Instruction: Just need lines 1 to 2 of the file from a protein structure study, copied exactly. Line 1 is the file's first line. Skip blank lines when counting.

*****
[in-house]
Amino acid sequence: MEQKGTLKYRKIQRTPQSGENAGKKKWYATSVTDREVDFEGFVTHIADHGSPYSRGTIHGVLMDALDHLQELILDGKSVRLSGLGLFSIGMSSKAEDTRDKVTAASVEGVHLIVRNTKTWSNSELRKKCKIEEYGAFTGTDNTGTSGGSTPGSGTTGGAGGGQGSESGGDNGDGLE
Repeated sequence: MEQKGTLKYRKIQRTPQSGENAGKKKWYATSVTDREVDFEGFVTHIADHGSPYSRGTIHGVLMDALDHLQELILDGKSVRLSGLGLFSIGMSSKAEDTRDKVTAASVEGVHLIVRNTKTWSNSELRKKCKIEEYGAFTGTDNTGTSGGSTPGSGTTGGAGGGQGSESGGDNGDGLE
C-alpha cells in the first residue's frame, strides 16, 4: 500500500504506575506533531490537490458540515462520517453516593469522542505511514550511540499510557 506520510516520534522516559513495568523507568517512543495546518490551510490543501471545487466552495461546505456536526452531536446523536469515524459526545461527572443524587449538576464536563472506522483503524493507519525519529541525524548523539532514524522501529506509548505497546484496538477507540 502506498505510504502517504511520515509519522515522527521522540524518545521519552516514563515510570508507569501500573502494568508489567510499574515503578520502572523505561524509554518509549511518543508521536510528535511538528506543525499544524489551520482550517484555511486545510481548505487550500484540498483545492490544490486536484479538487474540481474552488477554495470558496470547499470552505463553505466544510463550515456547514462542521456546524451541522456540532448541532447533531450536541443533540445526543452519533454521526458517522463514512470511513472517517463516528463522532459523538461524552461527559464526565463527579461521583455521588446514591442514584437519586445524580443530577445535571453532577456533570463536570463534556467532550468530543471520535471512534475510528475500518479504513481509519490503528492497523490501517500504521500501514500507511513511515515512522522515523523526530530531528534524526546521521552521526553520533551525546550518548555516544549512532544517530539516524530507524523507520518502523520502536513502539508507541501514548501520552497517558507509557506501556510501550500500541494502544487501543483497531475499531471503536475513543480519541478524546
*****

[in-house]
Amino acid sequence: MEQKGTLKYRKIQRTPQSGENAGKKKWYATSVTDREVDFEGFVTHIADHGSPYSRGTIHGVLMDALDHLQELILDGKSVRLSGLGLFSIGMSSKAEDTRDKVTAASVEGVHLIVRNTKTWSNSELRKKCKIEEYGAFTGTDNTGTSGGSTPGSGTTGGAGGGQGSESGGDNGDGLE